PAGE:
NASA’s Discovery is Breaking the Limits of Electric Airplane Batteries

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Source - NASA

NASA’s researchers at Solid-state Architecture Batteries for Enhanced Rechargeability and Safety (SABERS) have made a new leap in developing a high-performing battery for electric aircraft. Batteries and their performance have been a major issue in the quest for sustainable electric airplanes.

The new solid-state battery is lighter and can store more power than lithium-ion batteries. NASA’s recent breakthrough has made solid-state batteries suitable for use in large scale electronics. One of the key advantages of lithium-ion batteries is their ability to discharge power much swifter than solid-state batteries.

SABERS may have solved this issue by improving the discharge rate of solid-state batteries by a factor of 10 and then an another additional factor by five. This new frontier of battery innovation could perform much better than lithium-ion batteries can, as per Rocco Viggiano, principal investigator for SABERS at NASA’s Glenn Research Center.

The newer battery design makes the battery 30 to 40 percent lighter and enables the performance to double or triple i.e. the energy it can store. Safety is a crucial concern for aircraft, and solid-state batteries have a better advantage over lithium-ion batteries as it is void of any liquids and can still be used even when damaged. Solid-state batteries can function in twice as much temperatures as lithium-ion batteries and require less cooling technology.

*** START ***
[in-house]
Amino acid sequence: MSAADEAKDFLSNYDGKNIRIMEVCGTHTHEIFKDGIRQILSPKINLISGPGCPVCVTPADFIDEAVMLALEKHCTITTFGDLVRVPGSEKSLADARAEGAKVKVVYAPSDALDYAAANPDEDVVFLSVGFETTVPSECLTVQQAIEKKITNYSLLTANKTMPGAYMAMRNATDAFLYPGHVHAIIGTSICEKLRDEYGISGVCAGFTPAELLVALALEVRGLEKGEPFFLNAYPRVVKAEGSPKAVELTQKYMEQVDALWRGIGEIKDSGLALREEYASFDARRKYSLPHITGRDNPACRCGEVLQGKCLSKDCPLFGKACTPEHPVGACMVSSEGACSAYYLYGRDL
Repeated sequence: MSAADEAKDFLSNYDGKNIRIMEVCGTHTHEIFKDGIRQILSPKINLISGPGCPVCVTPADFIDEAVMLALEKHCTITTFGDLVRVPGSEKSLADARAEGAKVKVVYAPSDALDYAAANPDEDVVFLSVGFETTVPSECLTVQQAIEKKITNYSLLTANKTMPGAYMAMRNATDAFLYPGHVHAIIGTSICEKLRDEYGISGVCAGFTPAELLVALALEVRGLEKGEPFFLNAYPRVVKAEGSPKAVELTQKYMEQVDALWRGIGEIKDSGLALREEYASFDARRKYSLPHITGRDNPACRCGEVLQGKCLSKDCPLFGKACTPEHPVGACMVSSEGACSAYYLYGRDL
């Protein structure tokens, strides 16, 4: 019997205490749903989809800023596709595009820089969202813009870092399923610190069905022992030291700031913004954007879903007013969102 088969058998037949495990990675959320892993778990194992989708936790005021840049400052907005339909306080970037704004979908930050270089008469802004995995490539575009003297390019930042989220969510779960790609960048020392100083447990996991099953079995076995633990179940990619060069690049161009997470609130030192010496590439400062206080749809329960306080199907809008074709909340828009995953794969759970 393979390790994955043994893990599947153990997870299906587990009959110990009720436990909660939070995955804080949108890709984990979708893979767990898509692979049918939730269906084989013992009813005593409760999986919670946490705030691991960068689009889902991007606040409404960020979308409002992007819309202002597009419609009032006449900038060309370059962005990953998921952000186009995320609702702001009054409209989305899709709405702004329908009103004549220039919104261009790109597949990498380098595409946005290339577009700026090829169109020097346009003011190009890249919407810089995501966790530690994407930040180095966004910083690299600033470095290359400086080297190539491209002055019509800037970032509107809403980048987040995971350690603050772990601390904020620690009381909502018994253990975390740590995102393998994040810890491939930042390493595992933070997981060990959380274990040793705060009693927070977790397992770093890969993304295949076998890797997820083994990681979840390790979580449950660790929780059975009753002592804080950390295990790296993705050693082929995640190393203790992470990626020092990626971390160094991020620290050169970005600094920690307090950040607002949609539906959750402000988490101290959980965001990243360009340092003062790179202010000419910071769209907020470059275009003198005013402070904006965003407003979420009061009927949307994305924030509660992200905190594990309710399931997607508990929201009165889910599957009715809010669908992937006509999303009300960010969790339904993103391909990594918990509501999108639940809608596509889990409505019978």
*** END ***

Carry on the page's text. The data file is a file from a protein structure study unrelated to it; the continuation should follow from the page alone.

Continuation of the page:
The various aviation players and the U.S. government are keen on this promising battery technology to reduce air pollution. Although not yet commercially usable, NASA researchers are partnering with academic frontiers to continue developing this battery technology.

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